BEIJING: Microsoft, the IT giant, is forging a closer tie-up with Baidu, China's leading search engine, as it seeks to enhance its position in the country.
Under the terms of the deal, starting later this year, Microsoft's Bing will provide search results for queries submitted in English on Baidu, currently numbering 10m per day.
"It's a non-trivial matter to build your own index of English pages, so why not partner with someone who already does that well?" Kaiser Kuo, Baidu's director of international communications, told the Los Angeles Times.
"It's all about serving the needs of our users."
"We'll learn quite a bit. And that certainly will help us venture into other markets with our core search product."
Baidu took 74% of search adspend in China during the first quarter of this year, beating Google's 23%, according to iResearch.
More broadly, Baidu's online ad revenues reached $1.2bn last year, a 78% improvement, and a figure that can be measured against the $1.9bn secured by Microsoft.
However, as internet penetration stands at around 30% in China, which has a population of over 1.3bn, considerable room for further growth exists.
"It remains to be seen how much English-language searches account for the total Baidu search inquiries and how many Google users will eventually switch to Baidu," said You Tianyu, an iResearch analyst.
Analysys International reported Chinese netizens contribute just 8.6% of Bing's global audience, meaning that Microsoft's latest effort may prove beneficial.
"It will strengthen Baidu's position in the search market in China and for Microsoft, Baidu's large traffic also provides a platform for it to promote itself, which will help it to gain more users," said Dong Xu, an analyst with Analysys International.
Andreas Pouros, chief operating officer of search engine marketing specialist Greenlight, agreed the alliance with Baidu marks a step forward for the US multinational.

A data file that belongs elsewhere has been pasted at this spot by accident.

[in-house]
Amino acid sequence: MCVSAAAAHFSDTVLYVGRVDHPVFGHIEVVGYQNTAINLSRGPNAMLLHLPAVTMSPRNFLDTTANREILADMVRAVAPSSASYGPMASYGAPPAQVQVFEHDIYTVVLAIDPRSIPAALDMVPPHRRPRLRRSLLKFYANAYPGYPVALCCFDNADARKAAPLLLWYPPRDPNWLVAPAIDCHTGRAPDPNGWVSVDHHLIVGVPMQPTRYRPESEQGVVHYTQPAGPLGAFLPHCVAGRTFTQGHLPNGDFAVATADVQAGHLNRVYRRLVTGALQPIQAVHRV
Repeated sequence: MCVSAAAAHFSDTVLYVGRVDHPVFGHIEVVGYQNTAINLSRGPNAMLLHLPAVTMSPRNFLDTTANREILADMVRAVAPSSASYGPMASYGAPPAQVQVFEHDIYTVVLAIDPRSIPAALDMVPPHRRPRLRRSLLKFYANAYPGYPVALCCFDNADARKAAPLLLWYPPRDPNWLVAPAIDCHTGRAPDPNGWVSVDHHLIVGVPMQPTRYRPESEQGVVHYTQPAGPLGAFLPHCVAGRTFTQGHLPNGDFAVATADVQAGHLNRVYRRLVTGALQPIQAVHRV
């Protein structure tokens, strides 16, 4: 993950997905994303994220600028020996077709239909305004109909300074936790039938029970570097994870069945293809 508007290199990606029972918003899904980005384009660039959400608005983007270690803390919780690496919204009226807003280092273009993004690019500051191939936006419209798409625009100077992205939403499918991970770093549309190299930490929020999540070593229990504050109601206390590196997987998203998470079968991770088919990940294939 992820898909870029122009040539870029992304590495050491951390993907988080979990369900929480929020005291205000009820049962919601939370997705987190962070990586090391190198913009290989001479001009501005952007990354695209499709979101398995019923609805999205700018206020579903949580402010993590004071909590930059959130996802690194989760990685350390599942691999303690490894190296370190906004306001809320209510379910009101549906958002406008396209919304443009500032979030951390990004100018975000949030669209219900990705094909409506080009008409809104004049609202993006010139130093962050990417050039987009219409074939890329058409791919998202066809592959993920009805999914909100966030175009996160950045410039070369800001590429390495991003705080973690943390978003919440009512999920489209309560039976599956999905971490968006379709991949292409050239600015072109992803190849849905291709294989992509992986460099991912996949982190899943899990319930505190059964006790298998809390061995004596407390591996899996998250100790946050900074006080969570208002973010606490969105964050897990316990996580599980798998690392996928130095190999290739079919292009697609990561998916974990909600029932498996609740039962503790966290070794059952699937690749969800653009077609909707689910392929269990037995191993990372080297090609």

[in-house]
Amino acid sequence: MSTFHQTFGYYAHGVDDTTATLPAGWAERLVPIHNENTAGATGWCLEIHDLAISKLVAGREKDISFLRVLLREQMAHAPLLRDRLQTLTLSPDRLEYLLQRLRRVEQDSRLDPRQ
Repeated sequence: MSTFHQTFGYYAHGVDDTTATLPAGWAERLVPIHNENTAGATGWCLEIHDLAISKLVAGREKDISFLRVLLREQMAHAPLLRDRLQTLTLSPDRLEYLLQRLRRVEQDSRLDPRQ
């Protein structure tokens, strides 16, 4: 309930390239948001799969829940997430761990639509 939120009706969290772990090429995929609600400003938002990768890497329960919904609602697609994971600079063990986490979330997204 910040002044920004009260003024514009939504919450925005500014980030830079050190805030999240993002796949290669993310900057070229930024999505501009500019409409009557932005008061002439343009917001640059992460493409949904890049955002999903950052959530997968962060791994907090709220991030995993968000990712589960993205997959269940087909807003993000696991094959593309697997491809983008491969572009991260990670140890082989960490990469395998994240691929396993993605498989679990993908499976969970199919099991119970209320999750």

"Whilst it represents an opportunity for Bing to make more money from the Chinese market, Baidu gets what it needs to expand overseas when it is ready to do so," he said.
"Microsoft has entered the Chinese market slowly and has made some friends, in a way that the Chinese government will have no issue with. This should leave Baidu and Bing to control the Chinese search ad market without too much difficulty."
Daniel Knapp, an analyst at Screen Digest, argued Google's decision to reduce the scope of its Chinese search operations could have assisted Microsoft.
"Chinese local players like Baidu would be very wary about striking up a relationship with Google, a rogue authority in the eyes of the Chinese authorities," he said.
"Microsoft has always been very diffident - for Baidu it's much safer."
Wallace Cheung, an analyst at financial services group Credit Suisse, was largely neutral in his assessment regarding his prospects for the tie-up.
"It's a good thing, but I see very minimal impact for Baidu. I don't see a lot English keywords going through Baidu. It goes through Google," he said.
By contrast, Jake Li, from Guotai Junan Securities, based in Shenzhen, predicted the alliance could make a major mark.
"This is not good news for Google," he said.
"Most Chinese internet users currently prefer Google's English-language search results over Baidu, whose service will be improved by the partnership with Microsoft."
Data sourced from Reuters, Los Angeles Times, Bloomberg, China Daily; additional content by Warc staff